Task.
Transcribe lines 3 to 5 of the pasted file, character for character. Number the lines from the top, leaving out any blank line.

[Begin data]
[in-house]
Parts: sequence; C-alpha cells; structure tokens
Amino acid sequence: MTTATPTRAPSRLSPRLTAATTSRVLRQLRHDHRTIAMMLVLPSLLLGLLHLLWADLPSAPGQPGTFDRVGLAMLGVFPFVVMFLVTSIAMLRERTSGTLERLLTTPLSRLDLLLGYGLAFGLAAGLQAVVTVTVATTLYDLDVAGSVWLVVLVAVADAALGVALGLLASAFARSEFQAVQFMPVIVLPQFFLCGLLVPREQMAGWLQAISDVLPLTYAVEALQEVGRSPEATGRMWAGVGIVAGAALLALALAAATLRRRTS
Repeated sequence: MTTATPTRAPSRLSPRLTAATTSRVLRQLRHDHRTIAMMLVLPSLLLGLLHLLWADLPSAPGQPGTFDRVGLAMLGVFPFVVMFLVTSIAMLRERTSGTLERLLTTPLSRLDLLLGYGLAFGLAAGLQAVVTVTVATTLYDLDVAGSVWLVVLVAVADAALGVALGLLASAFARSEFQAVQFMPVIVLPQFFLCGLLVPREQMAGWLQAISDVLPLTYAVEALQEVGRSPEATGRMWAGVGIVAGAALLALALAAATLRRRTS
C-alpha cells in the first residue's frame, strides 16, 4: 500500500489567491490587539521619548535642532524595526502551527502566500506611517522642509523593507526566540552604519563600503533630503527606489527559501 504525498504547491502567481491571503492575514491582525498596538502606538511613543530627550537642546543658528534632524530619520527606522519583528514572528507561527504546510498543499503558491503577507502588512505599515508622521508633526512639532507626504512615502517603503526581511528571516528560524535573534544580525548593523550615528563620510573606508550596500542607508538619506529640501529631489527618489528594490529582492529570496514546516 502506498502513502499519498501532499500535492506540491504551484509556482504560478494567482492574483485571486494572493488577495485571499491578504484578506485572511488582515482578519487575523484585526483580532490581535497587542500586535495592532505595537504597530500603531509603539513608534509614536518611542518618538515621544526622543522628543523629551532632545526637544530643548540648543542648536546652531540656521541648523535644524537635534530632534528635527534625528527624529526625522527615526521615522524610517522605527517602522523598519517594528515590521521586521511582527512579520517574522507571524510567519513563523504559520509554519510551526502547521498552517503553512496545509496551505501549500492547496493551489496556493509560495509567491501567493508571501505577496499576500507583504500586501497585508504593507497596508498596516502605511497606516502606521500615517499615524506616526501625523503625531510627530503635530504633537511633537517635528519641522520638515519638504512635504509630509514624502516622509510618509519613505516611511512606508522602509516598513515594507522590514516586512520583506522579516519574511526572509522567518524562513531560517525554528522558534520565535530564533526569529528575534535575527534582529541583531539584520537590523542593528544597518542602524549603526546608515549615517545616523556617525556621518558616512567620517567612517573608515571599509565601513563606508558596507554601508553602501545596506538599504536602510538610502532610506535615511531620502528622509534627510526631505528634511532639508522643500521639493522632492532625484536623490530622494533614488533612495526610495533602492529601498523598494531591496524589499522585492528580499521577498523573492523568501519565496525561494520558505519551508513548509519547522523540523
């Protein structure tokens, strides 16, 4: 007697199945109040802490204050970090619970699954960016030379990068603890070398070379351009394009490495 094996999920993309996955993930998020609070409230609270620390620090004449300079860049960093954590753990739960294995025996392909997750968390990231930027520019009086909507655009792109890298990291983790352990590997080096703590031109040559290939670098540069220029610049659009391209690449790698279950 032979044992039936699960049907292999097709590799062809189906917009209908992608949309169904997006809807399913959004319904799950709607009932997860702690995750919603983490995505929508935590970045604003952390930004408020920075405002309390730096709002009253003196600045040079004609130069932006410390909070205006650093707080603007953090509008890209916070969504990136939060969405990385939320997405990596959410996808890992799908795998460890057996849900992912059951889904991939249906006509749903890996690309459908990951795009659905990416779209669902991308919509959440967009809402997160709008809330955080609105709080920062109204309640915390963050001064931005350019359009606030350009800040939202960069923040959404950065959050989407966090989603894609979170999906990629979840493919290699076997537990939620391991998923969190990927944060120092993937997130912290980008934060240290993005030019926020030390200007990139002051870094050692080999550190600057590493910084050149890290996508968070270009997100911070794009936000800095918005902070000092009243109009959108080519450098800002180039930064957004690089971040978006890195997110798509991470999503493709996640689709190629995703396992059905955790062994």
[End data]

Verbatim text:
Amino acid sequence: MTTATPTRAPSRLSPRLTAATTSRVLRQLRHDHRTIAMMLVLPSLLLGLLHLLWADLPSAPGQPGTFDRVGLAMLGVFPFVVMFLVTSIAMLRERTSGTLERLLTTPLSRLDLLLGYGLAFGLAAGLQAVVTVTVATTLYDLDVAGSVWLVVLVAVADAALGVALGLLASAFARSEFQAVQFMPVIVLPQFFLCGLLVPREQMAGWLQAISDVLPLTYAVEALQEVGRSPEATGRMWAGVGIVAGAALLALALAAATLRRRTS
Repeated sequence: MTTATPTRAPSRLSPRLTAATTSRVLRQLRHDHRTIAMMLVLPSLLLGLLHLLWADLPSAPGQPGTFDRVGLAMLGVFPFVVMFLVTSIAMLRERTSGTLERLLTTPLSRLDLLLGYGLAFGLAAGLQAVVTVTVATTLYDLDVAGSVWLVVLVAVADAALGVALGLLASAFARSEFQAVQFMPVIVLPQFFLCGLLVPREQMAGWLQAISDVLPLTYAVEALQEVGRSPEATGRMWAGVGIVAGAALLALALAAATLRRRTS
C-alpha cells in the first residue's frame, strides 16, 4: 500500500489567491490587539521619548535642532524595526502551527502566500506611517522642509523593507526566540552604519563600503533630503527606489527559501 504525498504547491502567481491571503492575514491582525498596538502606538511613543530627550537642546543658528534632524530619520527606522519583528514572528507561527504546510498543499503558491503577507502588512505599515508622521508633526512639532507626504512615502517603503526581511528571516528560524535573534544580525548593523550615528563620510573606508550596500542607508538619506529640501529631489527618489528594490529582492529570496514546516 502506498502513502499519498501532499500535492506540491504551484509556482504560478494567482492574483485571486494572493488577495485571499491578504484578506485572511488582515482578519487575523484585526483580532490581535497587542500586535495592532505595537504597530500603531509603539513608534509614536518611542518618538515621544526622543522628543523629551532632545526637544530643548540648543542648536546652531540656521541648523535644524537635534530632534528635527534625528527624529526625522527615526521615522524610517522605527517602522523598519517594528515590521521586521511582527512579520517574522507571524510567519513563523504559520509554519510551526502547521498552517503553512496545509496551505501549500492547496493551489496556493509560495509567491501567493508571501505577496499576500507583504500586501497585508504593507497596508498596516502605511497606516502606521500615517499615524506616526501625523503625531510627530503635530504633537511633537517635528519641522520638515519638504512635504509630509514624502516622509510618509519613505516611511512606508522602509516598513515594507522590514516586512520583506522579516519574511526572509522567518524562513531560517525554528522558534520565535530564533526569529528575534535575527534582529541583531539584520537590523542593528544597518542602524549603526546608515549615517545616523556617525556621518558616512567620517567612517573608515571599509565601513563606508558596507554601508553602501545596506538599504536602510538610502532610506535615511531620502528622509534627510526631505528634511532639508522643500521639493522632492532625484536623490530622494533614488533612495526610495533602492529601498523598494531591496524589499522585492528580499521577498523573492523568501519565496525561494520558505519551508513548509519547522523540523